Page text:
Feline Cancer Treatment


Adenocarcinoma treatment

Question: Dear Dr. Richards,

We have an eleven year old male Persian cat (Virgil). He has undergone surgical resection of the colon for a mass that was creating intestinal blockage and constipation with bloody stools. Biopsies were taken of neighboring tissue, including lymph nodes. Our vet says that it was an adenocarcinoma (not specific) that has metastasized into the lymphatic system. He indicated that aggressive treatment such as chemotherapy and/or radiation would be largely ineffective and only make Virgil sick. He recommends TLC as the primary Tx.

Keeping in mind that we desire to do the absolute best we can for our friend we would be willing to undertake aggressive or even experimental therapy, providing the potential benefits are worth the risks or discomforts that Virgil would endure. I am searching throughout the internet and have not yet found any prospective treatments. If you are aware of anything promising greater extension than four months to a year with reasonable quality of life for Virgil would be grateful. Any other helpful suggestions would also be appreciated.

Lillian and Bernard

Answer: Lillian and Bernard-

At the present time I am not aware of any effective chemotherapeutic agents for adenocarcinoma arising from the digestive tract. There may be some benefit to radiation therapy but I am not certain of that. The best way to find out about any new therapies would be to talk with a veterinary oncologist, or to ask your vet to do this for you. Most of the veterinary schools have oncologists and there are a number of them in private practice at this time, too.

This link might be helpful: http://www.vetcancersociety.org/images/radiation.pdf

The main page for this site is http://www.vetcancersociety.org

Mike Richards, DVM

Chemotherapy and travel plans

Q: Dear Mike,

my parents have an older cat that has liver cancer. This cat receives chemotherapy once every 3 weeks. They are newly retired and are heading on a trip around the country with their cat. (Cleopatra) The question is is it possible and how do they do this with still making sure that Cleo receives her chemotherapy as needed. Not all vets administer this, I believe. Do you have any suggestions?

Thank You!


A: Carla-

Many veterinary hospitals do not administer chemotherapeutic agents. Some of these medications do require special precautions so many vets (including our practice) may not be prepared to help administer the chemotherapeutic agents. So this trip will require very special planning. It is likely that can be done, though. The first person I would ask for help from is the person currently handling the therapy. He or she may be able to figure out which dates will require a visit with a practice prepared to administer chemotherapy and to help arrange visits to clinics with that expertise. It would at least be worth asking before giving up on the trip or giving up on the chemotherapy. I hope they can make satisfactory arrangements.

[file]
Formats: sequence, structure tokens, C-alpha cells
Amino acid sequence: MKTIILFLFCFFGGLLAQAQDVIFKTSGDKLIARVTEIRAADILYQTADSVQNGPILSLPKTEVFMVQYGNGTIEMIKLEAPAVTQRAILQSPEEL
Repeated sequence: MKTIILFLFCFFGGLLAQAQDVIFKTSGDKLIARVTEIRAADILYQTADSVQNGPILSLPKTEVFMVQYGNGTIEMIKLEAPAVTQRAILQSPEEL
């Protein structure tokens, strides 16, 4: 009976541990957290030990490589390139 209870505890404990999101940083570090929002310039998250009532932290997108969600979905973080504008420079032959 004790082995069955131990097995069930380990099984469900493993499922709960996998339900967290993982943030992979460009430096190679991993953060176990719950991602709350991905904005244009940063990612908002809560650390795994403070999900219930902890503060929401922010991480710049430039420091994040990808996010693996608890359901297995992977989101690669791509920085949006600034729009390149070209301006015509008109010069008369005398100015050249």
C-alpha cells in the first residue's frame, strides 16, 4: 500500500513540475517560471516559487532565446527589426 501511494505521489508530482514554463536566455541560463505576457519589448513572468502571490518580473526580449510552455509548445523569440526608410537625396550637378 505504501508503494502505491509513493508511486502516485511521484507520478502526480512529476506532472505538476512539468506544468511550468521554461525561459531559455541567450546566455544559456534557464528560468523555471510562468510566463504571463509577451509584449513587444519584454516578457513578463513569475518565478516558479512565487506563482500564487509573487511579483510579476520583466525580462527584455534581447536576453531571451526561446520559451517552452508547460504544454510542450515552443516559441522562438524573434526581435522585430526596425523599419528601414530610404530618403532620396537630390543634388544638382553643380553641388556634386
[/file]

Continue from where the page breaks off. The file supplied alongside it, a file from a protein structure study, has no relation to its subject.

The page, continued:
Mike Richards, DVM

Radiation Therapy

Q: Dr. Richards,

Recently we wrote you about a suspected fibrosarcoma in our cat and thanks to your assistance we made the decision to return to the US for surgery. Last week our cat was operated on at CSU Veterinary Hospital and we just received the final lab results that it was a fibrosarcoma, rated at a 2(3 the worst), but all of the margins of the tissue removed were clean. Our cat is recovering nicely despite the aggressive surgery done on her. While we are receiving excellent care and advice at CSU we would like to get your opinion on radiation after surgery. Is it routinely done and how successful is it. We have been told at CSU that very few studies have been done on this, most radiation is done on inoperable tumors, but that it is a good precautionary measure. Given all of the trauma that our at has gone through we are not sure if another month in the hospital with daily radiation and anesthesia is best. Can you give us any insights.

Thank you, Scott

A: Scott-

I am not an oncologist so my opinion is based on attendance at a couple of seminars on oncology and the prevailing opinions on the Veterinary Information Network. The consensus of opinion appears to be just what you describe. The clinical impression of oncologists is that radiation is helpful but there hasn't been a lot of documentation of that, yet. We have used anesthesia on a frequent or even daily basis in a number of cats in order to treat various conditions without long term effects that I have recognized. Given the severity of this condition if it does recur I would lean towards having the radiation therapy done if it is economically feasible and you can spare the time. If that isn't possible I think that you have gone pretty far already in assuring that your cat has the best possible chance for survival and that there wouldn't be any reason to feel guilty later if it didn't work out well.

Mike Richards, DVM


Michael Richards, D.V.M. co-owns a small animal general veterinary practice in rural tidewater Virginia. Dr. Richards graduated from Iowa State University's College of Veterinary Medicine in 1979, and has been in private practice ever since. Dr. Richards has been the director of the PetCare Forum...